Rank District Enrollment, 2002-03 # schools, 2002-03 Total staff, 2002-03 Per-pupil expenditure ($), 2002-03 Enrollment, 2001-02 Enrollment, 1986-87 1986 rank % change, ‘86-‘02 1 New York City 1,077,381 1,429 129,953 11,314 1,049,831 938,473 1 14.8 2 Los Angeles 746,852 677 74,454 7,526 735,058 589,099 2 26.7 3 Chicago 436,048 608 28,911 7,651 437,418 431,298 3 1.1 4 Miami-Dade County, Fla. 373,395 370 36,539 6,565 375,836 243,537 4 53.3 5 Broward County, Fla. 267,925 259 25,401 5,877 262,055 131,726 10 103.4 6 Clark County, Nev. 256,574 282 21,626 5,799 245,659 95,145 18 168.2 7 Houston 212,099 308 27,917 7,033 210,950 194,389 6 9.1 8 Philadelphia 192,683 262 23,898 7,143 197,083 197,843 5 -2.6 9 Hawaii 183,829 284 20,054 7,253 184,546 161,302 8 14.0 10 Hillsborough County, Fla. 175,454 229 21,059 6,064 169,789 115,242 13 52.2 11 Detroit 173,742 273 12,105 9,108 166,675 189,269 7 -8.2 12 Palm Beach County, Fla. 164,896 208 17,974 6,346 160,223 84,680 24 94.7 13 Dallas 163,347 228 20,205 6,656 163,562 132,389 9 23.4 14 Fairfax County, Va. 162,585 202 23,413 9,200 160,584 126,183 11 28.9 15 Orange County, Fla. 158,718 188 19,557 5,994 157,433 84,125 25 88.7 16 San Diego 140,753 185 14,552 7,750 141,599 115,441 12 21.9 17 Montgomery County, Md. 138,983 194 17,800 10,005 136,895 94,457 19 47.1 18 Prince George's County, Md. 135,439 204 15,819 8,052 135,039 103,301 16 31.1 19 Duval County, Fla. 128,126 181 11,869 5,689 127,392 102,966 17 24.4 20 Gwinnett County, Ga. 122,570 89 14,539 7,025 116,339 50,906 62 140.8 21 Memphis 118,039 178 12,881 6,747 106,312 108,300 15 9.0 22 Pinellas County, Fla. 114,772 172 13,958 6,113 114,583 88.934 22 29.1 23 Charlotte-Mecklenburg County, N.C. 109,767 134 14,195 7,000 106,312 73,360 30 49.6 24 Baltimore County 108,297 170 13,422 8,459 107,212 80,259 27 34.9 25 Wake County, N.C. 104,836 123 13,016 6,633 101,756 58,202 52 80.1 26 Cobb County, Ga. 100,389 102 12,555 7,068 98,338 62,357 42 61.0 27 DeKalb County, Ga. 97,967 139 13,373 8,117 97,501 73,040 31 34.1 28 Milwaukee 97,293 218 13,971 9,629 97,762 90,657 21 7.3 29 Long Beach, Calif. 97,212 89 8,993 7,018 96,488 65,052 39 49.4 30 Baltimore City 96,230 184 11,365 9,242 97,817 111,243 14 -13.5 31 Jefferson County, Ky. 95,651 175 13,434 7,994 93,516 92,940 20 2.9 32 Albuquerque 88,120 144 11,729 6,212 87,201 79,922 28 10.3 33 Jefferson County, Colo. 87,925 169 10,011 7,677 88,460 75,745 29 16.1 34 Polk County, Fla. 82,179 148 10,545 5,835 81,207 59,352 50 45.8 35 Fresno 81,222 103 7,475 7,410 81,058 58,969 51 37.7 36 Fort Worth 81,081 146 10,262 6,879 80,597 68,045 34 19.2 37 Austin 78,608 111 10,748 7,300 77,684 60,891 46 29.1 38 Virginia Beach, Va. 75,902 85 8,061 7,092 75,970 55,989 55 35.6 39 Mesa, Ariz. 75,269 91 7,831 5,167 74,808 56,018 54 34.4 40 Anne Arundel County, Md. 74,787 119 8,075 8,140 75,081 64,006 41 16.8 41 Jordan, Utah 73,808 80 5,753 4,496 73,494 61,022 45 21.0 42 Brevard County, Fla. 72,601 110 8,200 5,733 71,781 48,154 68 50.8 43 Denver 71,972 144 9,113 7,235 72,361 60,315 48 19.3 44 Cleveland 71.616 129 13,234 9,541 72,199 72,041 32 -0.6 45 Fulton County, Ga. 71,372 81 9,496 8,507 69,841 38,855 91 83.7 46 Granite, Utah 71,181 96 5,560 4,616 72,082 68,203 33 4.4 47 Cypress-Fairbanks, Texas 71,165 59 9,488 6,495 67,562 33,104 111 115.0 48 Orleans Parish, La. 70,246 128 8,448 6,436 73,185 82,639 26 -15.0 49 Northside (San Antonio) 69,409 89 9,988 6,411 66,000 44,776 74 55.0 50 Nashville-Davidson County, Tenn. 67,954 123 8,259 7,207 67,689 66,528 36 2.1 51 Washington, D.C. 67,522 170 11,549 13,187 68,449 85,612 23 -21.1 52 Guilford County, N.C. 65,677 102 7,853 6,750 64,546 23,925 179 174.5 53 Columbus 64,175 151 8,697 9,401 64,833 66,029 38 -2.8 54 Mobile County, Ala. 64,058 103 7,708 5,833 63,846 67,824 35 -5.6 55 Santa Ana, Calif. 63,610 55 5,567 7,172 61,909 37,415 98 70.0 56 Seminole County, Fla. 63,446 75 6,601 5,605 62,786 41,626 82 52.4 57 Greenville, S.C. 63,270 94 5,049 6,119 61,268 50,590 64 25.1 58 El Paso 63,185 94 8,910 6,725 62,844 61,616 43 2.5 59 Lee County, Fla. 63,172 79 6,737 6,046 60,718 35,309 103 78.9 60 Volusia County, Fla. 63,000 92 8,362 5,928 62,599 40,169 85 56.8 61 Tucson 61,958 125 7,339 5,803 62,104 55,235 56 12.2 62 Arlington, Texas 61,928 76 7,890 6,074 60,222 40,260 83 53.8 63 Boston 61,552 135 9,717 13,206 62,141 60,704 47 1.4 64 Prince William County, Va. 60,541 75 7,128 7,267 58,017 37,600 97 61.0 65 Washoe County, Nev. 60,384 100 7,228 6,048 58,532 33,705 109 79.2 66 Davis, Utah 60,367 85 5,275 4,809 59,366 49,061 65 23.0 67 Fort Bend, Texas 59,489 60 7,496 6,334 56,186 27,294 151 118.0 68 San Francisco 58,216 114 5,361 8,308 58,566 64,786 40 -10.1 69 San Antonio 57,120 107 7,967 7,182 57,462 61,084 44 -6.5 70 San Bernardino 56,096 65 5,143 7,380 54,166 33,454 110 67.7 71 Aldine, Texas 55,367 67 7,935 7,225 53,332 38,107 94 45.3 72 North East (San Antonio) 55,053 69 7,381 6,634 53,218 38,062 95 44.7 73 Pasco County, Fla. 54,957 72 6,932 5,785 52,675 29,347 137 87.3 74 Atlanta 54,946 102 7,417 11,562 56,586 66,069 37 -16.8 75 Garland, Texas 54,007 70 6,325 5,384 52,391 34,288 106 57.5 76 Chesterfield County, Va. 53,621 59 6,743 6,297 52,726 38,776 92 38.3 77 Knox County, Tenn. 53,411 88 6,627 6,148 51,866 26,485 154 101.7 78 Sacramento 52,850 80 4,518 7,976 53,418 45,893 71 15.2 79 Oakland 52,501 110 5,548 8,920 53,545 51,622 60 1.7 80 East Baton Rouge Parish, La. 52,434 107 7,204 7,311 52,350 57,523 53 -8.8 81 Elk Grove, Calif. 52,418 55 4,593 7,078 49,970 18,222 262 187.7 82 San Juan, Calif. 52,212 84 5,061 7,519 51,383 45,791 72 14.0 83 Cumberland County, N.C. 52,094 84 6,314 6,153 51,434 43,783 75 19.0 84 Portland 51,654 104 4,988 8,121 52,908 51,171 61 0.9 85 Jefferson Parish, La. 51,501 85 6,991 6,625 50,766 60,182 49 -14.4 86 Plano, Texas 51,039 72 6,373 6,707 49,091 28,101 143 81.6 87 Garden Grove, Calif. 50,066 67 4,173 6,680 49,809 36,395 99 37.6 88 Anchorage, Alaska 50,055 98 5,752 7,740 49,767 39,175 89 27.8 89 Clayton County, Ga. 49,594 54 6,167 6,593 48,232 32,538 114 52.4 90 Alpine, Utah 49,159 59 3,026 4,396 48,296 31,153 122 57.8 91 Wichita 48,913 90 5,682 7,182 48,852 44,919 73 8.9 92 Capistrano, Calif. 48,608 51 3,914 6,506 46,756 20,588 224 136.1 93 Seattle 47,853 132 5,578 8,921 47,449 39,637 88 20.7 94 Howard County, Md. 47,197 69 6,075 9,035 46,257 25,629 161 84.2 95 Forsyth County, N.C. 46,806 68 5,422 6,880 45,707 38,857 90 20.5 96 Ysleta (El Paso) 46,745 63 5,982 6,158 46,811 48,653 66 -3.9 97 Minneapolis 46,037 144 6,114 10,896 48,155 37,753 96 21.9 98 Omaha 45,986 84 6,319 6,877 45,782 41,638 81 10.4 99 Cherry Creek, Colo. 45,738 53 5,273 7,125 44,228 26,459 155 72.9 100 St. Louis 45,480 124 6,481 10,144 43,969 48,209 67 -5.7 Source: National Center for Education Statistics, Common Core of Data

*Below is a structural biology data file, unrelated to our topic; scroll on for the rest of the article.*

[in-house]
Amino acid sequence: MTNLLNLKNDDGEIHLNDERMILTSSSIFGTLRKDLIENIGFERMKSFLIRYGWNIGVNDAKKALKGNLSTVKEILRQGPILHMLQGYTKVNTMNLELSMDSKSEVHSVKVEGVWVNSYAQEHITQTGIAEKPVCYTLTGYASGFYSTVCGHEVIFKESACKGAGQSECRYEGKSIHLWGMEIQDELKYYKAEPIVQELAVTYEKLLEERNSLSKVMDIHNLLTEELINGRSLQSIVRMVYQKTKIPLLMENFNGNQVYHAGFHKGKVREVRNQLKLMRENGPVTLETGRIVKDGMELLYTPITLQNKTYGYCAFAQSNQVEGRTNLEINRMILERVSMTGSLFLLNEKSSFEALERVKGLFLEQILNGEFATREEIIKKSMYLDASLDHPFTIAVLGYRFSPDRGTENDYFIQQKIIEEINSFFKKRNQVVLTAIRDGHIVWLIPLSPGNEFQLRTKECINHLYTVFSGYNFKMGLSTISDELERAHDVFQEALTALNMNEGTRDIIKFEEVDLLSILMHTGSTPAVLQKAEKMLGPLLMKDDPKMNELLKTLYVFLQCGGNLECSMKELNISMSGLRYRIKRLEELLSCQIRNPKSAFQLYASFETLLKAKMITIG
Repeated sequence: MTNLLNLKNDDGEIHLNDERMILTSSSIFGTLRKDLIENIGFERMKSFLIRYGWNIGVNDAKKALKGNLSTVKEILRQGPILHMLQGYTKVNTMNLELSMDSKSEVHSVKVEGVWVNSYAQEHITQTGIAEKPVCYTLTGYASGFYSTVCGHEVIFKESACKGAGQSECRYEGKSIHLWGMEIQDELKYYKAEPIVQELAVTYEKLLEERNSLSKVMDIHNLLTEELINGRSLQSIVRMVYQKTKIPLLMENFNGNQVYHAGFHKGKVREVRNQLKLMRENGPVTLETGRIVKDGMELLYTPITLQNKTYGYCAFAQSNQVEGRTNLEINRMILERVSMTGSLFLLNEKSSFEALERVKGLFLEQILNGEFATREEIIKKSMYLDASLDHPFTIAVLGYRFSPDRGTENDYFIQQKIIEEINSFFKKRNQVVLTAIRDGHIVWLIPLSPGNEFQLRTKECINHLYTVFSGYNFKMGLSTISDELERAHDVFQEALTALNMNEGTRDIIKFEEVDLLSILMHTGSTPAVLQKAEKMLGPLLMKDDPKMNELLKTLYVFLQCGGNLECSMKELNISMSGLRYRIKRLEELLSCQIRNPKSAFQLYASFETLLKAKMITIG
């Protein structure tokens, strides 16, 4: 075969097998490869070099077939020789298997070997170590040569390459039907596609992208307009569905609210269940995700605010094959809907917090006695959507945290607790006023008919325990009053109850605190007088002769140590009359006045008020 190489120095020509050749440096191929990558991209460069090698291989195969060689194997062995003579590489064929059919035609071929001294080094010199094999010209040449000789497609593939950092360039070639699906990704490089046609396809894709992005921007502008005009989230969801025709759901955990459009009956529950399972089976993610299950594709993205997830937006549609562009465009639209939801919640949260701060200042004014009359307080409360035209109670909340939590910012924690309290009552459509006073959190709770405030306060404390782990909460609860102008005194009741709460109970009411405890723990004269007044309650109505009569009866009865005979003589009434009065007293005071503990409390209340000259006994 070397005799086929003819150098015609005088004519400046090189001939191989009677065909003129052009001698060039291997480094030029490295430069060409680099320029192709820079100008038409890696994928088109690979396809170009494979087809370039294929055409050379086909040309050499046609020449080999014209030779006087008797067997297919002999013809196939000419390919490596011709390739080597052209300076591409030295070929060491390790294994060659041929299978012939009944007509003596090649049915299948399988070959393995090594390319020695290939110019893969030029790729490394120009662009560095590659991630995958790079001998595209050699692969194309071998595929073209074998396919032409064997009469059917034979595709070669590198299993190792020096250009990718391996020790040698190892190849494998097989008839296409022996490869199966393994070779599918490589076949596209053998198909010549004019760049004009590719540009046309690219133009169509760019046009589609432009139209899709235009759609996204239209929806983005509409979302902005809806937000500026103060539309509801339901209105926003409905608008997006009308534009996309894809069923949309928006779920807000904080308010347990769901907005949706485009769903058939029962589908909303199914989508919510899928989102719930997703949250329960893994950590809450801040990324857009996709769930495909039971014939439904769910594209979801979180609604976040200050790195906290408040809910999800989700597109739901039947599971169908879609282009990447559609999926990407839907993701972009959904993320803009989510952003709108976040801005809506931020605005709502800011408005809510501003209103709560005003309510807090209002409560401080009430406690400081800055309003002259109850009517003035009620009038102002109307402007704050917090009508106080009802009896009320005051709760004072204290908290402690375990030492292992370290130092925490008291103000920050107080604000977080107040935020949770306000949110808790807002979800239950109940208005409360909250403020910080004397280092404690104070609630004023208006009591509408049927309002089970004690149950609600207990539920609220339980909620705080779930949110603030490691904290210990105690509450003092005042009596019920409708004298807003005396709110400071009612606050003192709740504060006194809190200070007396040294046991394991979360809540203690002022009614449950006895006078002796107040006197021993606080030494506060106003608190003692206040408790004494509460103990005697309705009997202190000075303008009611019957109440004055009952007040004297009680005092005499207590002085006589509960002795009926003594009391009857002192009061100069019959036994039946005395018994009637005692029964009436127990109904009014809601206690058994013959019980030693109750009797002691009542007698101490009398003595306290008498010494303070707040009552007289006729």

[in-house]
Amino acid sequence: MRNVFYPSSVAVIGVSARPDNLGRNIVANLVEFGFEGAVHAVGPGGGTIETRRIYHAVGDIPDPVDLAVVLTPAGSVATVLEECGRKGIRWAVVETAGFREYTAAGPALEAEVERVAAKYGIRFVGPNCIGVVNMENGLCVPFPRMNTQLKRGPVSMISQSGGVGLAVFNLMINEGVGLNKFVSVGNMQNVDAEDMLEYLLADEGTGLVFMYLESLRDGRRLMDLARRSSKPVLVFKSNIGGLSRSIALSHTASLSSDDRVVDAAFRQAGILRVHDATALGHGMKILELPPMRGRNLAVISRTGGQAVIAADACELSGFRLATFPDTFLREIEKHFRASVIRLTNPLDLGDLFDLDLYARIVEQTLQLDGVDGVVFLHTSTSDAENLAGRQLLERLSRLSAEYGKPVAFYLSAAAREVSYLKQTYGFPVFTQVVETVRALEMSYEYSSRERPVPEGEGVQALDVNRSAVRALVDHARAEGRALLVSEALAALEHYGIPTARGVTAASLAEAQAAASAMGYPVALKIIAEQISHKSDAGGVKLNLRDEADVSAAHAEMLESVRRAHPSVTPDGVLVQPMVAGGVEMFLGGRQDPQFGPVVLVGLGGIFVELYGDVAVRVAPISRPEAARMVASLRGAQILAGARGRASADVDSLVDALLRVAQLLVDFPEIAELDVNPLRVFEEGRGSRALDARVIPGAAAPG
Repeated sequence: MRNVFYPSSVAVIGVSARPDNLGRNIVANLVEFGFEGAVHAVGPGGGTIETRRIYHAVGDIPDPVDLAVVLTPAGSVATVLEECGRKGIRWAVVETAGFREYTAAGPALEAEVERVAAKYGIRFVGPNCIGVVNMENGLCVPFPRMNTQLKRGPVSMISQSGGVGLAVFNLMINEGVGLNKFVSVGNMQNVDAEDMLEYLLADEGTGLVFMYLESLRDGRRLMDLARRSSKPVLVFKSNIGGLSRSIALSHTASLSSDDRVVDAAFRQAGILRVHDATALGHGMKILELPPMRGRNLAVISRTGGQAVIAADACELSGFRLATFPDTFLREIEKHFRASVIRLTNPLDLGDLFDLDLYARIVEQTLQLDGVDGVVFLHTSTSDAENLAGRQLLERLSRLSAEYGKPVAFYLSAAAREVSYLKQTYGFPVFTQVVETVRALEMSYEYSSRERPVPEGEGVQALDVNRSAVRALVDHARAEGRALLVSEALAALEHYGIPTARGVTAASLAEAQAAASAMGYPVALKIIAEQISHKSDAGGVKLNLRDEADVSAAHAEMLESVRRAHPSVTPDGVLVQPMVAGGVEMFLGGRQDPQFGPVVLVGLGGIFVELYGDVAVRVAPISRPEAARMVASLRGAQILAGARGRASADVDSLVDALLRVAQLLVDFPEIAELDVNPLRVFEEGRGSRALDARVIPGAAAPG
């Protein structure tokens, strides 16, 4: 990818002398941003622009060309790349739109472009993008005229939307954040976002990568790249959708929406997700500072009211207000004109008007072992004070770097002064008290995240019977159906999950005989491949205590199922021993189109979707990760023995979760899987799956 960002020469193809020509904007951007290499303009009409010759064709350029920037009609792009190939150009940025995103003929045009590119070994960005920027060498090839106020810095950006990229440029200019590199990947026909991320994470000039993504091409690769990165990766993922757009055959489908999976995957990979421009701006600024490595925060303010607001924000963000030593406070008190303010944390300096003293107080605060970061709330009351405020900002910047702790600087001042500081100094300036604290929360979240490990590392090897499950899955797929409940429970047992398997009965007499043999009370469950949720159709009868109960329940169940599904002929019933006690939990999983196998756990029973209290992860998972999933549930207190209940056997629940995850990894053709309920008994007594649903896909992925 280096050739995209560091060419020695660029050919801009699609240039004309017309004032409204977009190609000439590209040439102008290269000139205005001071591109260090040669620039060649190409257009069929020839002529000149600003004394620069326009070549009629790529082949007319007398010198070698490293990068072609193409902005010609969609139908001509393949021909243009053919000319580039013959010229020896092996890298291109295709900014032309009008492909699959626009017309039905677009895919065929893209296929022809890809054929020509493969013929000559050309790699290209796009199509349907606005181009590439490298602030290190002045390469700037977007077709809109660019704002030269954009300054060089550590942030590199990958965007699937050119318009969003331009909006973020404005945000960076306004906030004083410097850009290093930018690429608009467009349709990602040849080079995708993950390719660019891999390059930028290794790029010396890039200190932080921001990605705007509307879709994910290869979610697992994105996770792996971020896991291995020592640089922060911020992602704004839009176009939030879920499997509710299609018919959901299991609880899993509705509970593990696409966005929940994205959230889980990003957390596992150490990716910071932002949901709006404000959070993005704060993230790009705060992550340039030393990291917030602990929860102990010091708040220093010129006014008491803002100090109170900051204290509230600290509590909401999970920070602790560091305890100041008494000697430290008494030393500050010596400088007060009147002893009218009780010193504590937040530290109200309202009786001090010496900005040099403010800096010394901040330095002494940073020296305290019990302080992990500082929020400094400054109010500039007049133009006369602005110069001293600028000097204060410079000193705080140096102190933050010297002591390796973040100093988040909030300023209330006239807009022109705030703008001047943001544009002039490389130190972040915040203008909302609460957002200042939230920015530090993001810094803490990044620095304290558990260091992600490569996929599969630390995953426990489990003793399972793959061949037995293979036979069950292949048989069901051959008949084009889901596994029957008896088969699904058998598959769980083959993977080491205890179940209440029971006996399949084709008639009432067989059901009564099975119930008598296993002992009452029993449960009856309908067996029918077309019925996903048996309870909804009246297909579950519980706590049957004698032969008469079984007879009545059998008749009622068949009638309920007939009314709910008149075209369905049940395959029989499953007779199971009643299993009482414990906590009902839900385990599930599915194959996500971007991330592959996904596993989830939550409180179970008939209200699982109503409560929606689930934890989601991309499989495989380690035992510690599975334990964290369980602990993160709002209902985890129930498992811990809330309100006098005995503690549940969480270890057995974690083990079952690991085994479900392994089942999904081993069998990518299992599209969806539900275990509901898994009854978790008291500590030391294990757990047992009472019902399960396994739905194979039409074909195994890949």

Growth surge continues